Once upon a time, films used to invest a lot of time and energy into the poster for a production. Rather than spend millions perfecting the trailer. This would allow the viewer to ponder about the events that would take place on the big screen. You know, instead of fill in up to an hour of footage they have not already witnessed through the shorts.
A revolutionary idea in many quarters, Marvel have decided to embrace that old school concept for Logan, as they released a brand new poster this week. Prior to the grand entrance on debut night for March 3, 2017, this Grindhouse-style image features a defiant Wolverine alongside Charles Xavier, X-23 and the sinister Reavers. Which of course are lead by Boyd Holbrook's Donald Pierce.
Director A Film History Buff
Back in 2013, James Mangold mentioned ten of his favorite movies of all time. He did so to outline what he took specific inspiration from in his filmmaking. Directing the 2013 title Wolverine, he categorized ten flicks that provided him with a creative framework to push the boundaries for the Marvel character.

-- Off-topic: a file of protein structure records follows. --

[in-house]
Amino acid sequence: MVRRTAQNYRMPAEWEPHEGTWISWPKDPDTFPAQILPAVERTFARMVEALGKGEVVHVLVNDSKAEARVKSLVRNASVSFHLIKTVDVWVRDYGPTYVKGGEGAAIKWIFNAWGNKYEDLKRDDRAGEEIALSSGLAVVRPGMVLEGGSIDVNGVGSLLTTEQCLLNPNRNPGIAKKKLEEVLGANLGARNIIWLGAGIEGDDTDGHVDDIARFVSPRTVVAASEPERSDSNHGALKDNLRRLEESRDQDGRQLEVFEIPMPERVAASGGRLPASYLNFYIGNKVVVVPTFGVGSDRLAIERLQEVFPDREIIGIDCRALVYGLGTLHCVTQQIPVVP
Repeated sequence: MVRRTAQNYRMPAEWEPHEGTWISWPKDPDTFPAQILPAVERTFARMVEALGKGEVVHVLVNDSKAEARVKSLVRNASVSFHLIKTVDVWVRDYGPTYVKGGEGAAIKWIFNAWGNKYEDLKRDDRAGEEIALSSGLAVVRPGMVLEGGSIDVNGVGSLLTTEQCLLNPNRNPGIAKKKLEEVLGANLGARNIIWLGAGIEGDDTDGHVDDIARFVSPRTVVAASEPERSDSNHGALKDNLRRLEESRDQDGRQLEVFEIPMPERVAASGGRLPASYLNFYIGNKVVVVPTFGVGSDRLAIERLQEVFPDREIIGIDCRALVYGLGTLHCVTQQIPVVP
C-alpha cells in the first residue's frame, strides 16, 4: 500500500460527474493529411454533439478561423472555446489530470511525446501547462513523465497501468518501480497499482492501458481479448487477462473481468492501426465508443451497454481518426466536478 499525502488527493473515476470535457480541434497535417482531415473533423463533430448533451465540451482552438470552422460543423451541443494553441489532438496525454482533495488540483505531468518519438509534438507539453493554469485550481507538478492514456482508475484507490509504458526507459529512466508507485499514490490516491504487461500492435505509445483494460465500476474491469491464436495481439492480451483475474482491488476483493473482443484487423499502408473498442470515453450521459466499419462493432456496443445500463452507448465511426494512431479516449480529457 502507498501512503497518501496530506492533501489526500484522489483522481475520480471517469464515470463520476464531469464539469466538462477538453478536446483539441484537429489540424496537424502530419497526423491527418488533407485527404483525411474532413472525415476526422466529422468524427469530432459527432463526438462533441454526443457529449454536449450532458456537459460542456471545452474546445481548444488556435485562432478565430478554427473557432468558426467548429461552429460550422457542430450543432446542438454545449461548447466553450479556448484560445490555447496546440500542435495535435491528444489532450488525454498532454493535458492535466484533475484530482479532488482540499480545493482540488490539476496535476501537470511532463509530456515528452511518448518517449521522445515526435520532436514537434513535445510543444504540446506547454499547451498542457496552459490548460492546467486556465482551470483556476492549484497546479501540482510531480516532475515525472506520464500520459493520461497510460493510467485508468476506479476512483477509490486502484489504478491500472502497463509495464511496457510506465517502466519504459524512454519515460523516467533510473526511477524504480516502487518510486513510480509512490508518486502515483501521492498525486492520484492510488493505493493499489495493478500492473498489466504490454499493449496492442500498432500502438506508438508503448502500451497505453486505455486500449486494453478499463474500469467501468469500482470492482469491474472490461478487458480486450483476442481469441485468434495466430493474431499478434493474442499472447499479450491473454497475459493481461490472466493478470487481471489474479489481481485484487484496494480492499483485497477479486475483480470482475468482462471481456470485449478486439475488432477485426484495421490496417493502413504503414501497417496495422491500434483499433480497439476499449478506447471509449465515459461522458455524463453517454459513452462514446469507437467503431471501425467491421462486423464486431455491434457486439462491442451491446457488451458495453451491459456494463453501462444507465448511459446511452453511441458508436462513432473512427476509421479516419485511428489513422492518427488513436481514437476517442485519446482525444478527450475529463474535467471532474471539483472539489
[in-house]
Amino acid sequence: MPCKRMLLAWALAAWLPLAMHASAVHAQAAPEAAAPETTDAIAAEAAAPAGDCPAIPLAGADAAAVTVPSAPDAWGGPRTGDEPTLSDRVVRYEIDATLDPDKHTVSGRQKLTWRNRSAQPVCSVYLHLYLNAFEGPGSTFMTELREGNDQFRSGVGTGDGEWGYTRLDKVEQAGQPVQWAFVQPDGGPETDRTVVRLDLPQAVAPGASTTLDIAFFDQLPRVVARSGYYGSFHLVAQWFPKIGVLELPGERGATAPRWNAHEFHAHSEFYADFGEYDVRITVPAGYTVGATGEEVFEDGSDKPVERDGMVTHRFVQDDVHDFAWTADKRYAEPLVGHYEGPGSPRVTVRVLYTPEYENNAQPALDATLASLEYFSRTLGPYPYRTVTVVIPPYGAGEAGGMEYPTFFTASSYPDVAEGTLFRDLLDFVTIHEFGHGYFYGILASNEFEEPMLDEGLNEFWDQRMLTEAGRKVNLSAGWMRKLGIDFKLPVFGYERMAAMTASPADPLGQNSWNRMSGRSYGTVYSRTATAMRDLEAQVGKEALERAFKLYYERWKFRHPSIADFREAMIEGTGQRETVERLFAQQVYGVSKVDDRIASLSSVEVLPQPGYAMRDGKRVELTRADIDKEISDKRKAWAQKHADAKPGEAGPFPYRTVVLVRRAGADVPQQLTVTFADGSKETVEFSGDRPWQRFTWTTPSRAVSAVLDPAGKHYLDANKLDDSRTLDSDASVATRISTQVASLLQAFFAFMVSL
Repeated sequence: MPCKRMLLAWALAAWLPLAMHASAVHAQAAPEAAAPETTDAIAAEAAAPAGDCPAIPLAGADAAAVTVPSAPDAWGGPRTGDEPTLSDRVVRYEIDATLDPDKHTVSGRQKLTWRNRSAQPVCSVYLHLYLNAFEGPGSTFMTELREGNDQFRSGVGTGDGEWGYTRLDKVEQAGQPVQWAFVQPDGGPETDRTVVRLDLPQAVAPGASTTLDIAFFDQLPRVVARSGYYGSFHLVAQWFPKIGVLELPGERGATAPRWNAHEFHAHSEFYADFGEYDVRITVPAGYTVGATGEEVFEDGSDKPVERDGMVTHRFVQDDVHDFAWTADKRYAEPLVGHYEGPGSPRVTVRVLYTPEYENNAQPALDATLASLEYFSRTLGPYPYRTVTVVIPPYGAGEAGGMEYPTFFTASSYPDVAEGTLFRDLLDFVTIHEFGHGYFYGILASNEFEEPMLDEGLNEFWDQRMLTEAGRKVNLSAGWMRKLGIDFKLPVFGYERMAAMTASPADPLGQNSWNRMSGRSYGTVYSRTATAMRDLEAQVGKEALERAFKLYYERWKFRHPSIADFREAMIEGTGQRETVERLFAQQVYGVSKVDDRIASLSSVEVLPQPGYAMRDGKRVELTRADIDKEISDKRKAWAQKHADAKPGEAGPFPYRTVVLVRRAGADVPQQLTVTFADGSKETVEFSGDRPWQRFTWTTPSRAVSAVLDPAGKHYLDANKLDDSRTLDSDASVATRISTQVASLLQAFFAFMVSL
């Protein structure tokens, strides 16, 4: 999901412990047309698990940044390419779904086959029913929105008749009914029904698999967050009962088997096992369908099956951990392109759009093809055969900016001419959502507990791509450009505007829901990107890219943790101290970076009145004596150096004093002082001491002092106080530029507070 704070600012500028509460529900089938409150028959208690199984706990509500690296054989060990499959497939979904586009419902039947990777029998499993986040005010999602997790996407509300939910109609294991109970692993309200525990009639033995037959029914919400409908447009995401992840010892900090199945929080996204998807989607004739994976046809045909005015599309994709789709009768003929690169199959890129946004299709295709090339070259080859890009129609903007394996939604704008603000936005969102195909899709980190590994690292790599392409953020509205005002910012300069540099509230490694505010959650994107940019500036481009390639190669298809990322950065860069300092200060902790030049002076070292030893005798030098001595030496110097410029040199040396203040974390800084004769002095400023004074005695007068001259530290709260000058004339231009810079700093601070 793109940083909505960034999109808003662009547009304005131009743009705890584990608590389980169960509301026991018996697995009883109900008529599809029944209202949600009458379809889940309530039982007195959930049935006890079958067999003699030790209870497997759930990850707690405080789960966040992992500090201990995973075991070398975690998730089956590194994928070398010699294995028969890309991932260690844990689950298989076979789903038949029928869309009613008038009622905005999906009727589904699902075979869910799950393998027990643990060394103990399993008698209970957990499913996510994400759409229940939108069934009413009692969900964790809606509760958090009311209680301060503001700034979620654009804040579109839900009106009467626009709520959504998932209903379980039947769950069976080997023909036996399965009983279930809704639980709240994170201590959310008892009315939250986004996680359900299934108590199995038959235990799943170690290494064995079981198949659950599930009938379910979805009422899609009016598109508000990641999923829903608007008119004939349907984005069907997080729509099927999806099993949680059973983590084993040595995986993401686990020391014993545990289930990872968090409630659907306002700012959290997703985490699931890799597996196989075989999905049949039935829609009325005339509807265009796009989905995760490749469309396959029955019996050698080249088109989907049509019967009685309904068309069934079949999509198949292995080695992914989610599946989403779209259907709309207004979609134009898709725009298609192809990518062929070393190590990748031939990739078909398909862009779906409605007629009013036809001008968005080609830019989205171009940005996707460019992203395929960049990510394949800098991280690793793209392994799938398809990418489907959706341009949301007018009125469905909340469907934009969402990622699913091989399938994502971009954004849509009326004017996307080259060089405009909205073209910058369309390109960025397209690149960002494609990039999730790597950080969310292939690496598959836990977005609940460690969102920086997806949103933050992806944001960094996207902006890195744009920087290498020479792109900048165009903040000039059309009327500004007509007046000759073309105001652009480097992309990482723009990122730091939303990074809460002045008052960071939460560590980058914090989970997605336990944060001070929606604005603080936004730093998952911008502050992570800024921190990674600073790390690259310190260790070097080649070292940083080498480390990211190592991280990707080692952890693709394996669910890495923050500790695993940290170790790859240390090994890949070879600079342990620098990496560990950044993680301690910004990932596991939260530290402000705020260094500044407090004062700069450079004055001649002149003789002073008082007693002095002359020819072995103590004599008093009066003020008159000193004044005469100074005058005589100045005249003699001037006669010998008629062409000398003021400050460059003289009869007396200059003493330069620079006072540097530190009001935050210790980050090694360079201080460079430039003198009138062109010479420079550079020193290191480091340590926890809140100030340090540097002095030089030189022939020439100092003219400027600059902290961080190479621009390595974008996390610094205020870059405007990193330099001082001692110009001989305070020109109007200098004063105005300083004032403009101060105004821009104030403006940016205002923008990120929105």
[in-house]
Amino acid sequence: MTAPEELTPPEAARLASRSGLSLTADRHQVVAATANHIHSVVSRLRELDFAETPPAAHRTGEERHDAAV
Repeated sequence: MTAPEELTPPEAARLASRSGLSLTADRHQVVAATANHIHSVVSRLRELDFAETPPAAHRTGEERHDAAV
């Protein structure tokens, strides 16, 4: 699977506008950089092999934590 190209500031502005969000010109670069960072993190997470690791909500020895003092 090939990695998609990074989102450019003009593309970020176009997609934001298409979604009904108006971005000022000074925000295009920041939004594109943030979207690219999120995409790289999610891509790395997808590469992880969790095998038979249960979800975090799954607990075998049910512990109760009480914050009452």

They included Chungking Express, The Outlaw Josey Wales, The Samurai Trilogy, Floating Weeds, Black Narcissus, Happy Together, 13 Assassins, The French Connection, Chinatown and Shane. The latter would go on to be an iconic installment. As the 1953 flick included one of the most ambiguous endings in cinema, could this be a clue for what we will see in March?
Taking from a mixture of Asian influence and in-your-face action sequences that were on the cutting edge for their time, Mangold clearly wants to use Hugh Jackman's character as a vehicle to explore his ideal techniques in action. Complete with a budget of $127m, the filmmaker has every opportunity to make his vision a reality.
Fearful Fox Worried Logan Will Be Too Dark
Twentieth Century Fox Film chairman Stacey Snider made the unusual step this week of admitting that the studio was worried in the direction Mangold was taking the picture. Despite it being something of a spinoff from the traditional X-Men arch. Even in the wake of the smash hit Deadpool, a title that took the R rating and ran with it, Snider explained that some Fox insiders needed convincing that the project would work.
“Inside, there was real consternation about the intensity of the tone of the film,” she remarked via a Q&A at the Recode Media conference. “It’s more of an elegy about life and death. The paradigm for it was a Western, and my colleagues were up in arms. It’s not a wise-cracking cigar-chomping mutton-sporting Wolverine, and the debate internally became, isn’t that freakin’ boring? Isn’t it exciting to imagine Wolverine as a real guy and he’s world-weary and he doesn’t want to fight anymore until a little girl needs him?”